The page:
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The protective role of intestinal alkaline phosphatase in necrotizing enterocolitis. J Surg Res 2010 Sep;163(1):79-85



Pubmed ID




Scopus ID

2-s2.0-77955927943   36 Citations


BACKGROUND: Enterocytes produce intestinal alkaline phosphatase (iAP), which detoxifies lipopolysaccharide (LPS), a mediator in necrotizing enterocolitis (NEC) pathogenesis. We hypothesize that aberrant expression or function of iAP contributes to the pathogenesis of NEC.

MATERIALS AND METHODS: Newborn Sprague Dawley rat pups were divided into three main groups. Control pups were breast fed, while two groups were exposed to intermittent hypoxia, LPS, and formula feeding for 4 d to induce NEC. Bovine iAP, with and without the presence of LPS, was administered orally to one of the NEC groups. The intestine was harvested and used to detect alkaline phosphatase (AP) activity and protein expression. Terminal ileum sections were used to grade intestinal injury and stained for AP. Comparisons were made with adult rat duodenum.

RESULTS: Compared with adult rats, control pups expressed significantly less AP protein but had 2-fold higher AP activity. NEC pup AP activity was significantly decreased compared to controls (P < or = 0.05), which paralleled both the AP protein expression and immunofluorescence assay results. Following iAP administration, immunofluorescence, protein expression, and activity of AP were significantly increased compared with NEC pups without iAP supplementation. All NEC pups had intestinal injury grades > or = 2 on a 4-point scale, while control and iAP-treated pups had grades < 0.25 (P < 0.001).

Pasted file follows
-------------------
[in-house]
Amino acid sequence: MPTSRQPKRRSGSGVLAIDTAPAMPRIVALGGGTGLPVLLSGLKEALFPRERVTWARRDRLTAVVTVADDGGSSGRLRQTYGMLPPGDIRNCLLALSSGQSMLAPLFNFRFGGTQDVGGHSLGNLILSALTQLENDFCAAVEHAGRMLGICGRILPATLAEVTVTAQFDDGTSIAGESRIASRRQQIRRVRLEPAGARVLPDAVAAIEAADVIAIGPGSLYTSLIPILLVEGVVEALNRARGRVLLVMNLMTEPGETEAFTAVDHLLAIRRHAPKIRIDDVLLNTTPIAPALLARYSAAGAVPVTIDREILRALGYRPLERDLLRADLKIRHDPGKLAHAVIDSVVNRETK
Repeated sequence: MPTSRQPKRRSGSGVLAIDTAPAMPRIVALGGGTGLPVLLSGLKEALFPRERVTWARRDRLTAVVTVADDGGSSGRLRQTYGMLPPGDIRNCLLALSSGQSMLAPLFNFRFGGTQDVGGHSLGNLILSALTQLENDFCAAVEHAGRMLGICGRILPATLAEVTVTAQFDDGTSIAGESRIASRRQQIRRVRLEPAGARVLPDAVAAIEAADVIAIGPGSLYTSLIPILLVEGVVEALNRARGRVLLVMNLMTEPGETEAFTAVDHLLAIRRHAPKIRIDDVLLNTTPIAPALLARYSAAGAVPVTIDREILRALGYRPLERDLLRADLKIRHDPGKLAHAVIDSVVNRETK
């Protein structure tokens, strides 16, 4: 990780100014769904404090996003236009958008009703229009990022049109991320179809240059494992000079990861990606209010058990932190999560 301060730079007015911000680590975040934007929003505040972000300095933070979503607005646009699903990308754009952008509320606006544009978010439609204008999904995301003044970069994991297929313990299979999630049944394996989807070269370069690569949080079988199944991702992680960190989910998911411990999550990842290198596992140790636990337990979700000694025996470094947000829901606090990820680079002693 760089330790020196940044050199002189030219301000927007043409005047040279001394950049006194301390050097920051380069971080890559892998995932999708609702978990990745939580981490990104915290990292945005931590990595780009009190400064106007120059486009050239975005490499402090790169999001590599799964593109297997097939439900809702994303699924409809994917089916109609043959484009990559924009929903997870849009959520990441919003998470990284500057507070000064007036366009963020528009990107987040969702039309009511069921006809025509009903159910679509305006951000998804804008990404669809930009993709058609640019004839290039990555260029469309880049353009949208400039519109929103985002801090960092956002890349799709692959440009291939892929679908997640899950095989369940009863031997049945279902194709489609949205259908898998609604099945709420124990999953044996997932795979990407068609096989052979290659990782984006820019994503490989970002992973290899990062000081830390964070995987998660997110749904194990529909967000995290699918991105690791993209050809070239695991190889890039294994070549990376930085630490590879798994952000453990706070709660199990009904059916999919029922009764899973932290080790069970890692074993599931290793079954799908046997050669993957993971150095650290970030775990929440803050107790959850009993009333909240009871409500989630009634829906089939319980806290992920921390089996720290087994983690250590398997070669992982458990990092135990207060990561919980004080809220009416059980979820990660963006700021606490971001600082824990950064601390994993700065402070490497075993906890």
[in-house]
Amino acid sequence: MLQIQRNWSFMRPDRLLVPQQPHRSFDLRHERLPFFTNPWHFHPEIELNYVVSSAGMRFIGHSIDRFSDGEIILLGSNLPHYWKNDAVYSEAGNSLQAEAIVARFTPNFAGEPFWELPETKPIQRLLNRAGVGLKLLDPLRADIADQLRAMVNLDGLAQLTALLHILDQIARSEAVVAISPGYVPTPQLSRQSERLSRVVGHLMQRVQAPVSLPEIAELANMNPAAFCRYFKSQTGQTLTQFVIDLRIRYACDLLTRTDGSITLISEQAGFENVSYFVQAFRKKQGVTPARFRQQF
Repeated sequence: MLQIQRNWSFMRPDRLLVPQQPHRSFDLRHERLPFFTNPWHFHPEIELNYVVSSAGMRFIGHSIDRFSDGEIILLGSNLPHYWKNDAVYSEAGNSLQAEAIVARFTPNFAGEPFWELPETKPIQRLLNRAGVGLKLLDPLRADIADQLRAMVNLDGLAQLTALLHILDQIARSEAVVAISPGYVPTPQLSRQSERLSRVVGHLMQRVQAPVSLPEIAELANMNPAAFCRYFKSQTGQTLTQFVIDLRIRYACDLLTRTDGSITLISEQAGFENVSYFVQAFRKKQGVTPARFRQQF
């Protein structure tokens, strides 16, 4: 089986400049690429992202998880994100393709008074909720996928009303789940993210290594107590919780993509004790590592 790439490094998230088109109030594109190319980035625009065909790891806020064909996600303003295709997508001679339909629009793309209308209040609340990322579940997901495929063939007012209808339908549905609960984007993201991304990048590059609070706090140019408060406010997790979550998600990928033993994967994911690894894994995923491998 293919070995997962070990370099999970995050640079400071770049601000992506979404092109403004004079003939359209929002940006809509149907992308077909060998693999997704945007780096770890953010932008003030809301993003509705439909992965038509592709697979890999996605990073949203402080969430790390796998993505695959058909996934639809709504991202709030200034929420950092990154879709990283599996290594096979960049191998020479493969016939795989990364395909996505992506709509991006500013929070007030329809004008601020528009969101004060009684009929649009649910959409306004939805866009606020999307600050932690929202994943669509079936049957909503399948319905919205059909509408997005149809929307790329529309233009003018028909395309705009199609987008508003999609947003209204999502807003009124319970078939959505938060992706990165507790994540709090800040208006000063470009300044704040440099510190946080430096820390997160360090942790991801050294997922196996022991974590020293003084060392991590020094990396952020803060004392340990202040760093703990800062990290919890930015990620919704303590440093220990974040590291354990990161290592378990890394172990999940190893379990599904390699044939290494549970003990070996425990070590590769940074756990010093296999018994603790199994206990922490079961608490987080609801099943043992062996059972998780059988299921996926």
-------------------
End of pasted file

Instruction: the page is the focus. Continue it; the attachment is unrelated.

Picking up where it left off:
CONCLUSIONS: Enteral administration of iAP to rat pups with experimental NEC increased AP activity levels to that of controls, and appears to protect the intestine. This opens up a new area of study in NEC pathophysiology as well as a potential novel treatment strategy to prevent the development of NEC.

Author List

Whitehouse JS, Riggle KM, Purpi DP, Mayer AN, Pritchard KA Jr, Oldham KT, Gourlay DM


David M. Gourlay MD Chief, Professor in the Surgery department at Medical College of Wisconsin
Keith T. Oldham MD Professor in the Surgery department at Medical College of Wisconsin
Kirkwood A. Pritchard PhD Professor in the Surgery department at Medical College of Wisconsin

MESH terms used to index this publication - Major topics in bold

Alkaline Phosphatase
Animals, Newborn
Enterocolitis, Necrotizing
Rats, Sprague-Dawley
jenkins-FCD Prod-482 91ad8a360b6da540234915ea01ff80e38bfdb40a